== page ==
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Tinkering or Tightening? - The BoJ's Late-Year Surprise - Global Exchanges

FICC Podcasts Podcasts December 20, 2022
FICC Podcasts Podcasts December 20, 2022

 

In this abbreviated episode, we offer a preliminary reaction to the BoJ's surprise decision to tinker with the parameters of its yield curve control mechanism.


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About Global Exchanges

BMO’s FX Strategists, Greg Anderson and Stephen Gallo, offer perspectives from strategy, sales and trading on the foreign exchange market, related financial markets, and the global economy.

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Greg Anderson:

 

Hi. Welcome to Episode 60 of Global Exchanges, a podcast about foreign exchange markets and related issues. We hadn't intended to publish an episode this week, but the BoJ helped us change our mind. So for this abbreviated episode, my cohost Stephen Gallo and I will offer a preliminary reaction to the BoJ's surprise decision to tinker with the parameters of its yield curve control mechanism. The title of this episode is Tinkering or Tightening the BoJ's Late Year Surprise.

Stephen Gallo:

 

Hi, I'm Stephen Gallo, a London-based FX strategist. Welcome to Global Exchanges, presented by BMO Capital Markets.

Greg Anderson:

 

Hi, I'm Greg Anderson, a New York-based FX strategist. I'm Stephen's cohost.

Stephen Gallo:

 

In each weekly podcast like today's, we discuss our perspectives on the global economy and the foreign exchange market, we also bring in guests from the FX industry and from related financial markets like commodities.

Greg Anderson:

 

We strive to make this show as interactive as possible, so don't hesitate to reach out by going to bmocm.com/globalexchanges. Thanks for joining us.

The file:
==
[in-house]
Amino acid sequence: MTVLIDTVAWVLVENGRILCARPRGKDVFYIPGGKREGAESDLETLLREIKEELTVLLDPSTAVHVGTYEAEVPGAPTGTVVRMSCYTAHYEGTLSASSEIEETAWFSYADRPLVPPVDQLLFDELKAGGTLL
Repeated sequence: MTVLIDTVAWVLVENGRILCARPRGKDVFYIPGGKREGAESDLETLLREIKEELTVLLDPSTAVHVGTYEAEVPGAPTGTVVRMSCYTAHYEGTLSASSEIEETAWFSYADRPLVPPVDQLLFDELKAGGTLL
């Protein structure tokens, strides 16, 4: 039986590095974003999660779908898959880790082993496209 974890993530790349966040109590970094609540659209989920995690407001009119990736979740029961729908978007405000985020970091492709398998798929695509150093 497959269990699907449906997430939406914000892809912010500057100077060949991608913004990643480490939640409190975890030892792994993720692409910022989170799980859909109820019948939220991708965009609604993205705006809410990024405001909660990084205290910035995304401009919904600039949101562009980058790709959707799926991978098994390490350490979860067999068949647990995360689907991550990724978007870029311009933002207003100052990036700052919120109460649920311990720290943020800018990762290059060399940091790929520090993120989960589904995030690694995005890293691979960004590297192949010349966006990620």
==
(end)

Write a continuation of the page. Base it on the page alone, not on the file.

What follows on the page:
Stephen Gallo:

 

Okay. It's December 20th, 2022. Thanks for listening. Well, here we are, Greg, five days before we break for the holidays in the west, and the Bank of Japan throws us a curve ball with a December policy shock typical especially for 2022. Greg, before we get into the more interesting aspects of this policy decision and the implications for the Japanese yen, I think it would be good if we give listeners an idea of exactly what the BoJ did overnight. So tell us what exactly the BoJ changed regarding its yield curve control parameters, and then we'll go through some of the implications of this.

Greg Anderson:

 

Hey, Stephen, before touching on yield curve control, let me just start by saying that the BoJ left its target for the overnight rate unchanged at minus 0.1% or minus 10 basis points. The BoJ is now alone in the G10 with a negative overnight rate, so it didn't move its most important monetary lever, although one could argue that they ran a little experiment to see how much the market would react if they did choose to move that main lever, the base rate unexpectedly. Okay, so back to what they did. The BoJ has maintained a policy of targeting the yield on the 10-year JGB at roughly 0.00% since 2016. Now, since implementing the yield curve control six plus years ago, they have tinkered with it before. So the bond was initially set at plus or -10 basis points around zero, then they widened it in 2018 to plus or minus 20 basis points around zero.